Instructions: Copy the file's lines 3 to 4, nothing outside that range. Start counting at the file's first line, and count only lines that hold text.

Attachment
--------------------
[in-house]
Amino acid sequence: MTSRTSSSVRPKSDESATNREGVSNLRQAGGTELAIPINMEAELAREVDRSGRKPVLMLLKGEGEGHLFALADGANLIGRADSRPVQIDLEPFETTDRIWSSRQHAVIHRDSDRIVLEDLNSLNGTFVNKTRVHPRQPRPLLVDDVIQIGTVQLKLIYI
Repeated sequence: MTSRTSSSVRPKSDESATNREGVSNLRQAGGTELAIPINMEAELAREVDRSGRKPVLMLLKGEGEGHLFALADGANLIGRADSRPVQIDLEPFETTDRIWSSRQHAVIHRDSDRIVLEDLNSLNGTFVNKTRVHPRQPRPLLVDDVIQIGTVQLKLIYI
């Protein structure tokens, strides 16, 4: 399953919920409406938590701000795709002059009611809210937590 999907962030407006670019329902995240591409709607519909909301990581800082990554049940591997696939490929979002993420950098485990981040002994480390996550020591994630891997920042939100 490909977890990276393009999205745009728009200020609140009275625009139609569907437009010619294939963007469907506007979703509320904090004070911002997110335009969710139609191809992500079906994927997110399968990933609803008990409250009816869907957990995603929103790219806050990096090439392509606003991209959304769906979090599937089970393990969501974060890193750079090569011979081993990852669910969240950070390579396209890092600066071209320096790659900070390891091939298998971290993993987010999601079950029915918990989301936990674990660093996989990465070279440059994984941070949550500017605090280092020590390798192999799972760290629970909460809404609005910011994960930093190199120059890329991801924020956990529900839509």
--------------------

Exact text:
Repeated sequence: MTSRTSSSVRPKSDESATNREGVSNLRQAGGTELAIPINMEAELAREVDRSGRKPVLMLLKGEGEGHLFALADGANLIGRADSRPVQIDLEPFETTDRIWSSRQHAVIHRDSDRIVLEDLNSLNGTFVNKTRVHPRQPRPLLVDDVIQIGTVQLKLIYI
């Protein structure tokens, strides 16, 4: 399953919920409406938590701000795709002059009611809210937590 999907962030407006670019329902995240591409709607519909909301990581800082990554049940591997696939490929979002993420950098485990981040002994480390996550020591994630891997920042939100 490909977890990276393009999205745009728009200020609140009275625009139609569907437009010619294939963007469907506007979703509320904090004070911002997110335009969710139609191809992500079906994927997110399968990933609803008990409250009816869907957990995603929103790219806050990096090439392509606003991209959304769906979090599937089970393990969501974060890193750079090569011979081993990852669910969240950070390579396209890092600066071209320096790659900070390891091939298998971290993993987010999601079950029915918990989301936990674990660093996989990465070279440059994984941070949550500017605090280092020590390798192999799972760290629970909460809404609005910011994960930093190199120059890329991801924020956990529900839509």